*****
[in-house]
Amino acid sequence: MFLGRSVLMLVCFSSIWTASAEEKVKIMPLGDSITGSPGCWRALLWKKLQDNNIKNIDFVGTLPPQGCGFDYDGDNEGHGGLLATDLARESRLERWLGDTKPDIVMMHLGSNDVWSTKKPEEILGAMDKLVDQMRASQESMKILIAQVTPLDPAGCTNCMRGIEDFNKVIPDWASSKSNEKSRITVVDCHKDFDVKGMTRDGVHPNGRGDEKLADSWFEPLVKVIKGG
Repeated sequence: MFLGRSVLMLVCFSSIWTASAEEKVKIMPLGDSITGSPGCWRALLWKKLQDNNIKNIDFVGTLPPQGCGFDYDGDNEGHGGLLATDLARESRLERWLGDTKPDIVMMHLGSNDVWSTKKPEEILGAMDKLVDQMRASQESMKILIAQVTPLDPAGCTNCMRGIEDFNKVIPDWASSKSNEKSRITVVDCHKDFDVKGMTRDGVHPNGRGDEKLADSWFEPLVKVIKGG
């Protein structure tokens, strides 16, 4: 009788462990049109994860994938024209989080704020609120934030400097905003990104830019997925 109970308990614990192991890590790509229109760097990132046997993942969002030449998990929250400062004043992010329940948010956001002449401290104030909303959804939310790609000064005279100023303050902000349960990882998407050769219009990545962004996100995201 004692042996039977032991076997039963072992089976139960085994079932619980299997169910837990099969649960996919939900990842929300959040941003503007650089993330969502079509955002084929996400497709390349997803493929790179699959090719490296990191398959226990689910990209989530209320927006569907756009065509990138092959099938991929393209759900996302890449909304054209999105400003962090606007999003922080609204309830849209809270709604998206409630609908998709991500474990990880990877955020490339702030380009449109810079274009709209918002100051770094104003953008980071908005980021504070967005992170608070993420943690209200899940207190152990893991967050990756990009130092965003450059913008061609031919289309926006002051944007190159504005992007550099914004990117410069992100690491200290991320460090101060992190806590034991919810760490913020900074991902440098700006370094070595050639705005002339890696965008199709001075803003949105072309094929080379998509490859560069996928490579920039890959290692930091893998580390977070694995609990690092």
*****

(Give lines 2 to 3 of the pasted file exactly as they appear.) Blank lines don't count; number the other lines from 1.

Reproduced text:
Amino acid sequence: MFLGRSVLMLVCFSSIWTASAEEKVKIMPLGDSITGSPGCWRALLWKKLQDNNIKNIDFVGTLPPQGCGFDYDGDNEGHGGLLATDLARESRLERWLGDTKPDIVMMHLGSNDVWSTKKPEEILGAMDKLVDQMRASQESMKILIAQVTPLDPAGCTNCMRGIEDFNKVIPDWASSKSNEKSRITVVDCHKDFDVKGMTRDGVHPNGRGDEKLADSWFEPLVKVIKGG
Repeated sequence: MFLGRSVLMLVCFSSIWTASAEEKVKIMPLGDSITGSPGCWRALLWKKLQDNNIKNIDFVGTLPPQGCGFDYDGDNEGHGGLLATDLARESRLERWLGDTKPDIVMMHLGSNDVWSTKKPEEILGAMDKLVDQMRASQESMKILIAQVTPLDPAGCTNCMRGIEDFNKVIPDWASSKSNEKSRITVVDCHKDFDVKGMTRDGVHPNGRGDEKLADSWFEPLVKVIKGG